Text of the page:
All activities and things to see in Antarctica are collected only in this section of the guide. The reason is the nature of the destination, in which there are no towns or parks to visit and the fact that the journey itself and all the activities you can do here have an adventurous soul, just for the fact that the journey cannot be determined on the timetables and routes basis but only and solely by weather conditions and ice.
The adventure-trip to the most pristine place on Earth (also thanks to very restrictive environmental protection conditions) will take place in the Antarctic Peninsula, the long strip of land that stretches for about 2,000 km towards South America, aboard a ship from expedition cruise.
To shorten the trip and to avoid the Drake Channel (see later why), which separates South America from Antarctica, some operators offer a charter flight and then the cruise. However, consider that airplanes are even more affected by atmospheric conditions, which could cause take-off to be cancelled or postponed. Moreover, the costs are higher.
Whatever you reach the Antarctic, here are the emotions you can experience:
Colony of emperor penguins, the tallest, largest and heaviest of all penguins
A little white seal camouflaged in the ice
One of the boats you might come across during the cruise
One of the many research stations on the continent
It is possible to spot whales during the trip
A taste of the sea while passing the Drake Channel
The helicopter overflight offers amazing views
In Antarctica there is no classic seasonal subdivision.
The continent is characterized by the socalled Kernlose winter, a cooling of temperatures in conjunction with the disappearance of the sun below the horizon which lasts from mid-March to mid-October. In this season, temperatures can reach -80 ° C. The earth record of -89.2 ° C was reached in Vostok in July 1983.
Summer runs from December to January and during this period the temperatures do not exceed -20 ° C and reach almost -70 ° C in August.
The months from the second half of October to November and from February to the first half of March are considered transition seasons.
Due to the low humidity of the continent, rainfall is almost absent, granting Antarctica the definition of desert.
Tourists cannot visit Antarctica during the winter; but in summer, in the areas of the Antarctic Peninsula and the sub-Antarctic islands, the average temperature ranges from -10 to 10 °C, with some drops of a few degrees below zero, with up to 20 hours of light. If we consider that this is also the period in which penguins hatch their eggs and feed their young, we can define it as the best time for a trip to Antarctica.
February and March are the last months of summer and it is the period in which you have the greatest chance of spotting whales or observing the molting of the adult penguins’ feathers that inhabit the coast.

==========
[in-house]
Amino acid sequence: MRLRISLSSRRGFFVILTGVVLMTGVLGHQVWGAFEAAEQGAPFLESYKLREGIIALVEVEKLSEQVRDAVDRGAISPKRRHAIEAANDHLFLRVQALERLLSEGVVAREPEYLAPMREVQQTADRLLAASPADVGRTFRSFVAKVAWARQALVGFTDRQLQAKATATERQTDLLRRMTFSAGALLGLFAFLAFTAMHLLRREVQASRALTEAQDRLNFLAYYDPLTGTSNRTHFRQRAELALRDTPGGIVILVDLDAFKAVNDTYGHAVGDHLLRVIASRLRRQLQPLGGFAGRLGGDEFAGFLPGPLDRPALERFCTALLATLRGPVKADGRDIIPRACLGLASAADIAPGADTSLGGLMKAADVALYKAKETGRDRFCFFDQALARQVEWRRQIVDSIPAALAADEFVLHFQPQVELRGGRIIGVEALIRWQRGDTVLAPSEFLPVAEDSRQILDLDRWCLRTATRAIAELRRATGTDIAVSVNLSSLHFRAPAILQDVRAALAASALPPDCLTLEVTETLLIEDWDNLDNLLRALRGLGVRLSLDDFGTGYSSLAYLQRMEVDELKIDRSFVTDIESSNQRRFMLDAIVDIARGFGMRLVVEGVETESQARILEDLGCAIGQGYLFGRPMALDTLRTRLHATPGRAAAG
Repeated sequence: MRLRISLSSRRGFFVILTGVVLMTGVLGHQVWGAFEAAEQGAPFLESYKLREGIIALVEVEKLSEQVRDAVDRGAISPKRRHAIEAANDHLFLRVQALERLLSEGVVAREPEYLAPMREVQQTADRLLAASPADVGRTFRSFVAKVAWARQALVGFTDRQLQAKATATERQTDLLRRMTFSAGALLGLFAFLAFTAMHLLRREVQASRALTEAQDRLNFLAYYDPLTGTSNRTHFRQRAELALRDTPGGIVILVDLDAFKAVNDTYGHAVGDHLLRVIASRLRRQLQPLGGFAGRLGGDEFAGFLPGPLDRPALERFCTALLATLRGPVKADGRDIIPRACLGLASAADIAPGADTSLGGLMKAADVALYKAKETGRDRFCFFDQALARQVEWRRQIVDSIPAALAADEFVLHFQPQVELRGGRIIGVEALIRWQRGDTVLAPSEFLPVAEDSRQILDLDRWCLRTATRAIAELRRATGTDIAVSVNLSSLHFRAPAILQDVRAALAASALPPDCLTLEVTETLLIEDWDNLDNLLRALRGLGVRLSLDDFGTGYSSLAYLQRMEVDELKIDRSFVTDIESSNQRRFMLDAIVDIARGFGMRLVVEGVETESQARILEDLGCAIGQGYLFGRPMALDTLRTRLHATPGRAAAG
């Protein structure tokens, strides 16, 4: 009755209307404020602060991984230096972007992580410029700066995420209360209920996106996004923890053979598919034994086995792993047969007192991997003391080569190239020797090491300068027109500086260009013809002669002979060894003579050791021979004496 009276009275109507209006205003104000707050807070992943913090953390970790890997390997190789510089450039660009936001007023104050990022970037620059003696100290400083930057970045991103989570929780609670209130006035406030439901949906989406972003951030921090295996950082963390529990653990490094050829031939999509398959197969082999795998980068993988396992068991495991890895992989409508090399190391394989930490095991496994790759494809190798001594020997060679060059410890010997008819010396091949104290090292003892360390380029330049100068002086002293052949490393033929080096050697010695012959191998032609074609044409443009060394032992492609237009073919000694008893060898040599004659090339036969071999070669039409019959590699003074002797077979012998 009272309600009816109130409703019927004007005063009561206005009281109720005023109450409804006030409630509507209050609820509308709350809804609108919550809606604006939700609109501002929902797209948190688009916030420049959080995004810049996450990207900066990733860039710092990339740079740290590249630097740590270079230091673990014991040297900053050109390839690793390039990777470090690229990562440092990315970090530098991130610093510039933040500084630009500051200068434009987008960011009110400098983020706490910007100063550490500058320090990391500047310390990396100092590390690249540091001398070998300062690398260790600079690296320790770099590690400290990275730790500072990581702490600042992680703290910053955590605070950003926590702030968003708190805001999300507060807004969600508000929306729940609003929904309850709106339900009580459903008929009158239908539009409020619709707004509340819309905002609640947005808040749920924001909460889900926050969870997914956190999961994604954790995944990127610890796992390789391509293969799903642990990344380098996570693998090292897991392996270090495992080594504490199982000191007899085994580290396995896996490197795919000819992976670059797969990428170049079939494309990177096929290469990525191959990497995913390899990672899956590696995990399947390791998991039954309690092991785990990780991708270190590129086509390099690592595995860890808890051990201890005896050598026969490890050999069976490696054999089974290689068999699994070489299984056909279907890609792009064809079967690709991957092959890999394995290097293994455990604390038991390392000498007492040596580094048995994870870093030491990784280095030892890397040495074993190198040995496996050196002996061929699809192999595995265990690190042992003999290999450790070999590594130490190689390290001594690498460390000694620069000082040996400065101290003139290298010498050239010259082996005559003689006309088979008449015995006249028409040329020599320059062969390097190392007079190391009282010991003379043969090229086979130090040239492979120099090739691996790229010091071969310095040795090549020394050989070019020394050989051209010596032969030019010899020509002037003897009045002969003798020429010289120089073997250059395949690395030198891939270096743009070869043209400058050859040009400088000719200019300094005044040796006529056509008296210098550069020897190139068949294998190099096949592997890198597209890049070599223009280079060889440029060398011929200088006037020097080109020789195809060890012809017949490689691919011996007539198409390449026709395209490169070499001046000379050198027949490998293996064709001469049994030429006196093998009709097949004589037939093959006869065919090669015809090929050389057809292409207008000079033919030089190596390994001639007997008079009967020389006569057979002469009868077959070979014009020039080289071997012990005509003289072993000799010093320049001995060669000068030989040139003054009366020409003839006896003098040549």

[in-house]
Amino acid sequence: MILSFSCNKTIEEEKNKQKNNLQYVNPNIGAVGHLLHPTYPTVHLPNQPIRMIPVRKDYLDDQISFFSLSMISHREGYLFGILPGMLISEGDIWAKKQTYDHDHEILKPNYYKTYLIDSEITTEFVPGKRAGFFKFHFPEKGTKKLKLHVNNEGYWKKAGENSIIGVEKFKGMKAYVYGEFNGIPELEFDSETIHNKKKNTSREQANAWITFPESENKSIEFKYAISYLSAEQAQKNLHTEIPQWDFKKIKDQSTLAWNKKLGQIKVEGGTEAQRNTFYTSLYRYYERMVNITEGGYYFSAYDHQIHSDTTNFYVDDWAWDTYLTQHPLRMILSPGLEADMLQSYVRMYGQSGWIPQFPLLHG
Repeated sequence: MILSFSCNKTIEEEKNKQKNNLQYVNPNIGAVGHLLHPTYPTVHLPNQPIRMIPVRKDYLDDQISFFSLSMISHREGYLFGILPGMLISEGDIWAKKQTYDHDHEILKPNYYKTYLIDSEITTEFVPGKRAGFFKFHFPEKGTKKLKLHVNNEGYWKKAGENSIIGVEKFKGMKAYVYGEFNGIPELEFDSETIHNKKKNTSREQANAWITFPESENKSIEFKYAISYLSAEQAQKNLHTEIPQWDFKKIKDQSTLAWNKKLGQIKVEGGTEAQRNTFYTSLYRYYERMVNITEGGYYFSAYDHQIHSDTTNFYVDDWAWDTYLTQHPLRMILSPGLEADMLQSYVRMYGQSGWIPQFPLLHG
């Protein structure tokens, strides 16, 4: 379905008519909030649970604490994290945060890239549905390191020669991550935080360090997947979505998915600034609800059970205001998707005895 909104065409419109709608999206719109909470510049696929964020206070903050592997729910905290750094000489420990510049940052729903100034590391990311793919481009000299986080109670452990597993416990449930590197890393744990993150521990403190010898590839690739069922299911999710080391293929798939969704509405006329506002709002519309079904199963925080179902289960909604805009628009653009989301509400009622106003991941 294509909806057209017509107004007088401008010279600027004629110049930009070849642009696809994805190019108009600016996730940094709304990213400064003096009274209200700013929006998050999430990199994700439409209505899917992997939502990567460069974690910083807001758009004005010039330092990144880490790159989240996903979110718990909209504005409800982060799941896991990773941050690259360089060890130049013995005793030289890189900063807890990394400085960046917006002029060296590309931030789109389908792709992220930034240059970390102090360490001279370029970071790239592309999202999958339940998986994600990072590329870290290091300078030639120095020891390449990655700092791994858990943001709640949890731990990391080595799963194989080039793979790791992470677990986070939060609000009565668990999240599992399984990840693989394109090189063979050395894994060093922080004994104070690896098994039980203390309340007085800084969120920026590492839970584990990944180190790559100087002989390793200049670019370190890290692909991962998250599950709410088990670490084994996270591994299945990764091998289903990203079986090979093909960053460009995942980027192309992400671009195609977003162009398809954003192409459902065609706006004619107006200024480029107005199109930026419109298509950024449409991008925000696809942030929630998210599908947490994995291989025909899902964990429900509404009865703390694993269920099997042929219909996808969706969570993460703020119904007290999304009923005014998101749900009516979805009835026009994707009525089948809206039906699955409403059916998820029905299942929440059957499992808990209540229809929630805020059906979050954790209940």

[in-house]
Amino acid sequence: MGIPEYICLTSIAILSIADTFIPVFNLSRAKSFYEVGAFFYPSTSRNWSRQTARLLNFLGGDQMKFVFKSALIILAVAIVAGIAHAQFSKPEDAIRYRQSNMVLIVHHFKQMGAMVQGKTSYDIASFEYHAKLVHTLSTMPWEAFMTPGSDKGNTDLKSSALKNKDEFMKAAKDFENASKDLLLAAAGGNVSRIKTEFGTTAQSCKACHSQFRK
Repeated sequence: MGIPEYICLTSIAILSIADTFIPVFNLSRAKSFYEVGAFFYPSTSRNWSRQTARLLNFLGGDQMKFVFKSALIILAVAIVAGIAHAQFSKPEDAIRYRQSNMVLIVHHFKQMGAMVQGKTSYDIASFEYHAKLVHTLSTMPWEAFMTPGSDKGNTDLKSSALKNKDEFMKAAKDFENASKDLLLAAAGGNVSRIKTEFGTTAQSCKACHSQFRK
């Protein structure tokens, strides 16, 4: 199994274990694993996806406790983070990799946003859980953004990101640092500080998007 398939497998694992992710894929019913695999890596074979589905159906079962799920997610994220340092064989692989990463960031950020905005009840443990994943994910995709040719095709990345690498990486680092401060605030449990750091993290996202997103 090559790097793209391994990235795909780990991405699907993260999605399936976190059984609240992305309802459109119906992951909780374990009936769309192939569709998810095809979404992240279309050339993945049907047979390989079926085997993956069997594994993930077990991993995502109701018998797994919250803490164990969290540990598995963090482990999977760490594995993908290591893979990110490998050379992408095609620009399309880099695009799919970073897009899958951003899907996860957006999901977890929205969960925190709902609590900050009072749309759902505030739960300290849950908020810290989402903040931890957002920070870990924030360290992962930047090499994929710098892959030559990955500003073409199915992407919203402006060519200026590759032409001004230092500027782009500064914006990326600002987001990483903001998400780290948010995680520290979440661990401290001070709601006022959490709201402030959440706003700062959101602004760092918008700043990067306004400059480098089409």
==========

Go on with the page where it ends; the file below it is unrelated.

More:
For up-to-date and detailed information visit www.viaggiaresicuri.it
Language: there is no official language since it is not inhabited, so consider that English is spoken on the ships, and in some ships even in Spanish
Currency: there is no official currency, for purchases on the ship consider the country of origin of the ship. Bring a few US dollars for souvenir purchases if you get the chance
To get to the southernmost continent in the world, you’ll first need to tackle the Drake Canal. Depending on the sea conditions, it has been referred to as “Drake Shake” or “Drake Lake”. If you happen to cross it as a “Drake Shake” it is good to have seasickness medicines with you: pads, patches, bracelets or a combination of all of these.
Know that, before disembarking for each excursion, all your equipment, clothing you are wearing and whatever you bring with you, will be inspected by the ship’s personnel, vacuumed and brushed to eliminate any foreign bodies such as earth and seeds to protect the environment pristine Antarctica.
If you go to Port Lockroy or Vernadsky Station, bring US dollars to buy something from the gift shop or to send a postcard with a penguin stamp to friends and family back home.
For shore excursions, the necessary clothing is similar to that of a winter trip to the mountains.
We therefore recommend a series of layers of light clothing, so that the air is trapped and heated between the layers. High-tech synthetic fabrics are often better than wool or cotton.
On board the ship, clothing is informal and comfortable, layered and wear non-slip shoes to walk on the wet decks where you will run to spot whales, penguins and other wonders whenever the opportunity arises.
Ships usually prohibit any type of pointed, open, high-heeled shoe.